The main challenge to raising production of COVID-19 vaccines is how to quickly and effectively transfer technology, Germany’s health minister said Friday, reiterating Berlin’s opposition to a U.S. proposal to waive patent protection.
“The main issue is not patent protection but production capacity,” Jens Spahn told a news conference on Friday.
In a jab at the Biden administration, Spahn also said: “I would be delighted if the United States shows the same willingness to export vaccines that we in Germany do.”
Germany rejected a U.S. proposal to waive patent protection for COVID-19 vaccines, saying the greatest constraints on production were not intellectual property but increasing capacity and ensuring quality.
President Joe Biden on Wednesday voiced support for a waiver in a sharp reversal of the U.S. position, and his top trade negotiator, Katherine Tai, swiftly backed negotiations at the World Trade Organization.
The German government stood behind the goal of a worldwide supply of COVID-19 vaccines, a government spokeswoman said earlier, adding however that the main factors in vaccine production are capacity and quality standards, and not patents.
“The protection of intellectual property is a source of innovation and must remain so in the future,” the spokeswoman said in a statement.
She said Germany supported the COVAX initiative, with the aim of ensuring that as many people in the world as possible have access to vaccines, adding that discussions were continuing at the WTO.
The WTO said in April that of 700 million vaccines administered around the world, only 0.2% had been in low-income countries. A recent surge of infections in India, the world’s second most populous country, has underlined the point.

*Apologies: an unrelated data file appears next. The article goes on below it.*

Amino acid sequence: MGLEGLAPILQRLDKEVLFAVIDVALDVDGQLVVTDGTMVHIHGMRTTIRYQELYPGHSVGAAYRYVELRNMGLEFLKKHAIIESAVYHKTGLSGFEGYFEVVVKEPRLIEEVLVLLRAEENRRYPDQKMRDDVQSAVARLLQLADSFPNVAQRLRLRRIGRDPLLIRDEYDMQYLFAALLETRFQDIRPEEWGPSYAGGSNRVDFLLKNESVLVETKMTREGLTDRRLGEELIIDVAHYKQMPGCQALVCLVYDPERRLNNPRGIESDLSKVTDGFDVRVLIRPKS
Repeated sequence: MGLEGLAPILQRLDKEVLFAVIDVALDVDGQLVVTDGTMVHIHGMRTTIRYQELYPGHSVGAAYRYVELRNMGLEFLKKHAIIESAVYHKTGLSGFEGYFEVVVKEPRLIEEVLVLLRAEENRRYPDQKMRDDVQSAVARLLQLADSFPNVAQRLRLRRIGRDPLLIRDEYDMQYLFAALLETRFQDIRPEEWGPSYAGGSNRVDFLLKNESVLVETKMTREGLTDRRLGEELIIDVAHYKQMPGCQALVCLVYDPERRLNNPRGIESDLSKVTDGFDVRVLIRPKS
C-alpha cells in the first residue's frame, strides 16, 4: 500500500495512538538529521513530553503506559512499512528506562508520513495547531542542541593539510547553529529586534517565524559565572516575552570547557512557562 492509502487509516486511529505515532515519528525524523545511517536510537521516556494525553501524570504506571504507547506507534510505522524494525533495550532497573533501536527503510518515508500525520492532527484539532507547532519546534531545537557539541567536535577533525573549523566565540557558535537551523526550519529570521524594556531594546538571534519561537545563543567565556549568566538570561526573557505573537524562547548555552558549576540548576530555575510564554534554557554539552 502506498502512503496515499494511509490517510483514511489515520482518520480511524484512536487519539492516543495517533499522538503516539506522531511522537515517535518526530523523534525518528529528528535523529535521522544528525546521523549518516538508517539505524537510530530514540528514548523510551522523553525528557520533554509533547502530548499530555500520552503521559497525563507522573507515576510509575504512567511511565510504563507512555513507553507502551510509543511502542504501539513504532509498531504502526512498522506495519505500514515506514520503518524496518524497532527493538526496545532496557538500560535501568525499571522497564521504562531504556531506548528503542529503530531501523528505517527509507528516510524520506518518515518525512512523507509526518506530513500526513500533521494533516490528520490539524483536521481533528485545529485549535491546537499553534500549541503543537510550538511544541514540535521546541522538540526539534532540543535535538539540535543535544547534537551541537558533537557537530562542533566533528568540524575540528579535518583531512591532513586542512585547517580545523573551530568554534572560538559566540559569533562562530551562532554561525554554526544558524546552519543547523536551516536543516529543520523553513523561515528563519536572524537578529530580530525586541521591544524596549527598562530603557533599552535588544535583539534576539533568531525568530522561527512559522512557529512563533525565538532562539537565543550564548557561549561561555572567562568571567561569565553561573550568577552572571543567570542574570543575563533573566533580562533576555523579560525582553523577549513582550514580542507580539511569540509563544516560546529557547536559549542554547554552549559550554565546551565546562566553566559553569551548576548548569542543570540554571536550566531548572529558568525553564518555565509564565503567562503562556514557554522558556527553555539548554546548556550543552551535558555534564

The European Union is willing to discuss a proposal to waive intellectual property rights for COVID-19 vaccines, European Commission President Ursula von der Leyen said on Thursday, as drugmakers fought their ground.
The Swiss government said on Thursday a U.S. announcement that it would support waiving intellectual property rights for COVID-19 vaccines was significant but left many questions unanswered.
Switzerland’s State Secretariat for Economic Affairs (SECO) said in an emailed statement: “This is an important announcement by the U.S., but many questions remain unanswered about the specific solutions it is considering in this context.”
SECO said Switzerland was still convinced that waiving intellectual property rights in the context of the pandemic could not guarantee fair, affordable and rapid access to vaccines, drugs and diagnostic products related to COVID-19.
It said Switzerland would examine the U.S. request and its consequences on the Swiss position, with the United States itself and within the World Trade Organisation.
Swiss company Lonza makes ingredients for Moderna’s COVID-19 shot, while Swiss drugmaker Novartis makes COVID-19 vaccines for Germany’s CureVac.
Photo: Empty vials that contained the COVID-19 vaccines AstraZeneca, Moderna, A and B of Sputnik V, Sinopharm, Pfizer-BioNTech, left to right . EPA-EFE/Attila Balazs